Locomotive 1080

Located in front of the Santa Fe Depot and Harvey House, Brownwood, Texas


Wheels:  2-6-2

Two Leading Wheels
Six Coupled Driving Wheels
Two Trailing Wheels

Driver Wheel Diameter was 69"

Four-cylinder Vauclain Compound
Empty Weight: 235,200 Lbs.
Weight on Drivers:  169,500 Lbs.
Boiler Pressure:  200
Cylinders:  23.5x28

Atchison, Topeka & Santa Fe Railway
Stream Locomotive
Built April 1902
Baldwin Locomotive Works
Philadelphia, Pennsylvania

Construction No.: 20376
Class 150     Prairie Type
103 Were Built by Baldwin

This is One of Nine Surviving Examples

Required a Tender
Used Oil for Fuel

Engine had a symmetrical layout, wherein the 'centre of gravity' is almost over the center driving wheel.  The reciprocation rods, when working near the center of gravity induce severe 'side to side' nosing.  This class was not suited to passengers' workings but OK for freight.
Locomotive Given to City of Brownwood

The locomotive was given to the city by Fred B. Gurley, president of the Santa Fe System, during a Santa Fe Appreciation Day sponsored by the Brownwood Chamber of Commerce March 29, 1954.

Santa Fe moved the locomotive to Riverside Park permanent location the afternoon of July 29, 1954 on Santa Fe tracks prior to the tracks being taken out.    The city had constructed a special site for the steam engine, near the lower entrance to the park.  A wire fence was built around the engine and a floodlight was placed on each side. Dean Wyatt drove the 1080 on the Frisco line to Riverside Park.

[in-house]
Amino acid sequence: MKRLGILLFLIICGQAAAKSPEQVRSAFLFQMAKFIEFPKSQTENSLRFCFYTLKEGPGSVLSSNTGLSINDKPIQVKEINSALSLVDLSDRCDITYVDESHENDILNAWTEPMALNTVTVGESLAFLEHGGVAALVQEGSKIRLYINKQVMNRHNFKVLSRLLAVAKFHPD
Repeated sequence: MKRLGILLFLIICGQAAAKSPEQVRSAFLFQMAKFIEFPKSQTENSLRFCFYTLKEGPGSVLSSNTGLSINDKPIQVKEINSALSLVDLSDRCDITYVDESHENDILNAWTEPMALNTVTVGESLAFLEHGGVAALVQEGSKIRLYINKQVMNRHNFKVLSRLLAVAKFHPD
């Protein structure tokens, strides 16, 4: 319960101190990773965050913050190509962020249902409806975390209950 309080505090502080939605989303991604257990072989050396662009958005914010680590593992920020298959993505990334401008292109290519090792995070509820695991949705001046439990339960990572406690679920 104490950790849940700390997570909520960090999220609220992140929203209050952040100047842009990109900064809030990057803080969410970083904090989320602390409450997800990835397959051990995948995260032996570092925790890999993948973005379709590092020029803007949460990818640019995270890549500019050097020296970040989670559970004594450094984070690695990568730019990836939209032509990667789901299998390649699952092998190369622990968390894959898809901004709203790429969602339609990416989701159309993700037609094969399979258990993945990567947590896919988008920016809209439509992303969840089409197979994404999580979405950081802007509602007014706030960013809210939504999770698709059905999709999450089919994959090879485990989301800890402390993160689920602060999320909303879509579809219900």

The 1080 was named "The Fred Gurley" locomotive and that name was painted on the side of the tender.  Forty-five years later, when the locomotive was repainted and moved to the front of the Santa Fe Depot and Harvey House by the Texas Department of Highways, on March 30, 1999, the name was removed.

Start of Clean-up Operations

The picture above was made at the start of the clean-up operations to prepare the 1080 for moving to Riverside Park on July 29, 1954.  In the picture, left to right, are James E. Benfer, roundhouse general foreman; Fred Paul, clerk to the foreman; R. R. Hagler, boilermaker's helper; O. W. Westerman, boilermaker; City Manager Jack Broad and City Secretary Glenn Harris. 
Completion of Clean-up Operations

Photo above taken after locomotive and tender were cleaned and painted by Santa Fe employees at roundhouse in Brownwood in preparation of giving the 1080 officially to the City of Brownwood on July 30, 1954.  In the background is the Brownwood Roundhouse.
1080 Hauling Cattle Cars

Statement from Sam Swan
Concerning the 1080
June 30, 2009

My grandfather, J. C. Swan, operated the locomotive 1080 among others as the locomotive engineer.  My Dad, while in the Navy, once road home with his Dad from Washington D.C. in the 1080.  He said it was colder than you know what that winter, and the cab of 1080 didn't provide much warmth.  As I recall, my grandfather made the run from central Texas to Pennsylvania during that time.  He took the engine to Pennsylvania on several occasions for repairs.  They had a huge forge there for such repairs to the undercarriage.  A boiler was a simple replacement compared to repairing a locomotive's undercarriage.  But it was done routinely. I would imagine that was 1950-51 or so.

My grandfather only did switching in the Brownwood yard while I knew him.  Santa Fe had different union rules back then, so I think the same crew went with the train to its final destination.  JC made most of his runs on 1080 to the Fort Worth/Cleburne area but others to Temple and Sweetwater. 

My Mom has a slightly different slant on 1080.  She says her father-in-law drove it to Menard and Mason on the now abandoned line.  We later had a deer lease bisected by that line, and I remember my Dad telling me that tale.  That's the same abandoned line where the old boy was running his high-level deer blind up and down the line until he got busted by the game wardens.

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